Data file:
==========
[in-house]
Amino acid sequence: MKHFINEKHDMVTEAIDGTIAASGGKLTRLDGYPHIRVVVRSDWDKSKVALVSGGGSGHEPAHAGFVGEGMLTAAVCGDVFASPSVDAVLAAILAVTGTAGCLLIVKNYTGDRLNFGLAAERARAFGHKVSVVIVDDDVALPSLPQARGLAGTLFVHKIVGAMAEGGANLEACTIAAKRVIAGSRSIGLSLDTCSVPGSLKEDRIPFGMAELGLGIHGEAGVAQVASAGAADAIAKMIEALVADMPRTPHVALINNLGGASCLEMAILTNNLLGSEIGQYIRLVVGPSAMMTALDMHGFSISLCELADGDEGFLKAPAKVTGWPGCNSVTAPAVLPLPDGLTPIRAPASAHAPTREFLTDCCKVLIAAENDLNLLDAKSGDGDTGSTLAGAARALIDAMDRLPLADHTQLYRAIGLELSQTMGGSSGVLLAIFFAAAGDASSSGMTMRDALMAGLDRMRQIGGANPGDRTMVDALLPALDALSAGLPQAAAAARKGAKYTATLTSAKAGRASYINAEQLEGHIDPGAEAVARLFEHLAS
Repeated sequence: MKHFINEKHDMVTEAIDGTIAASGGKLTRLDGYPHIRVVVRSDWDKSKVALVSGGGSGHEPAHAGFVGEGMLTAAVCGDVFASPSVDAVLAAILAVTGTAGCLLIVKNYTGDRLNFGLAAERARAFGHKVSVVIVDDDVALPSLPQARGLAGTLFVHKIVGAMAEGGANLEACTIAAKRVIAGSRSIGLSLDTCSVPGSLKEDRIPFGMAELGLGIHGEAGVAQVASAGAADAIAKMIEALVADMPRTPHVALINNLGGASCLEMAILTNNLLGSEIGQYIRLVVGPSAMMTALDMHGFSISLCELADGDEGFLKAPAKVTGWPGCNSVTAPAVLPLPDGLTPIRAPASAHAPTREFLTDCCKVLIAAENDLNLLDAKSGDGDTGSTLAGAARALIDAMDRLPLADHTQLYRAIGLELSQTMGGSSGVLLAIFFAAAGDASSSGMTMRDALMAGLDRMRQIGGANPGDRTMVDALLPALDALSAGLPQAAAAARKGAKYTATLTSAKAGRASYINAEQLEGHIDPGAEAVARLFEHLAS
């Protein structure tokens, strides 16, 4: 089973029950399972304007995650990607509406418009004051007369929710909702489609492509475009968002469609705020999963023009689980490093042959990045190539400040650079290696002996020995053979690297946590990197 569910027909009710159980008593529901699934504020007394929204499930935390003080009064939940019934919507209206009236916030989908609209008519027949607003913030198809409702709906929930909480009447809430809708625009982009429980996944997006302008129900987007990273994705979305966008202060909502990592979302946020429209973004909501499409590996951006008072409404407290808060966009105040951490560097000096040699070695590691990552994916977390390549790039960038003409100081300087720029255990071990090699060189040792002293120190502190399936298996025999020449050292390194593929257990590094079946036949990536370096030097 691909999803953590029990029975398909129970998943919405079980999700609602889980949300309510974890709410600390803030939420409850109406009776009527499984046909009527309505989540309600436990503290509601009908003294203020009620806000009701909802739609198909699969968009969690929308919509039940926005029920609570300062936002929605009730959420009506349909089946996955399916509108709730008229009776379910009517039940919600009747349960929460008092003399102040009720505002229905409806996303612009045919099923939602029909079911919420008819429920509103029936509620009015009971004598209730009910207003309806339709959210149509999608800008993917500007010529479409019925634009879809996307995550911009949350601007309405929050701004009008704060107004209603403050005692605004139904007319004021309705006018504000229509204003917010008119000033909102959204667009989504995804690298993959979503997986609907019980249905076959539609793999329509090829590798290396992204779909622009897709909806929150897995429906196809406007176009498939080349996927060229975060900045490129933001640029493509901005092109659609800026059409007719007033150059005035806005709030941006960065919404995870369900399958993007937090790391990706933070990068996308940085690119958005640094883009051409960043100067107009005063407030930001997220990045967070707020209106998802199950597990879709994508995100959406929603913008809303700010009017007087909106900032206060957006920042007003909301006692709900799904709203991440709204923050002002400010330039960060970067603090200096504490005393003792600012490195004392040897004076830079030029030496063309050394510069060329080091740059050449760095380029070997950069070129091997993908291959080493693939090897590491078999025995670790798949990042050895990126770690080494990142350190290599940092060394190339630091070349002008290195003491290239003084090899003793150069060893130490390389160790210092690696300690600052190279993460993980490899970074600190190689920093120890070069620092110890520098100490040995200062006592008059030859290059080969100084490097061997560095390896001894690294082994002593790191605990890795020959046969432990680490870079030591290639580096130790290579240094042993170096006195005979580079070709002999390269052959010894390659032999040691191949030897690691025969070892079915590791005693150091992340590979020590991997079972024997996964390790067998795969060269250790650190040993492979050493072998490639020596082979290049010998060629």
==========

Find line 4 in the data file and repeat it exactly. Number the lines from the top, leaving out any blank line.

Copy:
């Protein structure tokens, strides 16, 4: 089973029950399972304007995650990607509406418009004051007369929710909702489609492509475009968002469609705020999963023009689980490093042959990045190539400040650079290696002996020995053979690297946590990197 569910027909009710159980008593529901699934504020007394929204499930935390003080009064939940019934919507209206009236916030989908609209008519027949607003913030198809409702709906929930909480009447809430809708625009982009429980996944997006302008129900987007990273994705979305966008202060909502990592979302946020429209973004909501499409590996951006008072409404407290808060966009105040951490560097000096040699070695590691990552994916977390390549790039960038003409100081300087720029255990071990090699060189040792002293120190502190399936298996025999020449050292390194593929257990590094079946036949990536370096030097 691909999803953590029990029975398909129970998943919405079980999700609602889980949300309510974890709410600390803030939420409850109406009776009527499984046909009527309505989540309600436990503290509601009908003294203020009620806000009701909802739609198909699969968009969690929308919509039940926005029920609570300062936002929605009730959420009506349909089946996955399916509108709730008229009776379910009517039940919600009747349960929460008092003399102040009720505002229905409806996303612009045919099923939602029909079911919420008819429920509103029936509620009015009971004598209730009910207003309806339709959210149509999608800008993917500007010529479409019925634009879809996307995550911009949350601007309405929050701004009008704060107004209603403050005692605004139904007319004021309705006018504000229509204003917010008119000033909102959204667009989504995804690298993959979503997986609907019980249905076959539609793999329509090829590798290396992204779909622009897709909806929150897995429906196809406007176009498939080349996927060229975060900045490129933001640029493509901005092109659609800026059409007719007033150059005035806005709030941006960065919404995870369900399958993007937090790391990706933070990068996308940085690119958005640094883009051409960043100067107009005063407030930001997220990045967070707020209106998802199950597990879709994508995100959406929603913008809303700010009017007087909106900032206060957006920042007003909301006692709900799904709203991440709204923050002002400010330039960060970067603090200096504490005393003792600012490195004392040897004076830079030029030496063309050394510069060329080091740059050449760095380029070997950069070129091997993908291959080493693939090897590491078999025995670790798949990042050895990126770690080494990142350190290599940092060394190339630091070349002008290195003491290239003084090899003793150069060893130490390389160790210092690696300690600052190279993460993980490899970074600190190689920093120890070069620092110890520098100490040995200062006592008059030859290059080969100084490097061997560095390896001894690294082994002593790191605990890795020959046969432990680490870079030591290639580096130790290579240094042993170096006195005979580079070709002999390269052959010894390659032999040691191949030897690691025969070892079915590791005693150091992340590979020590991997079972024997996964390790067998795969060269250790650190040993492979050493072998490639020596082979290049010998060629």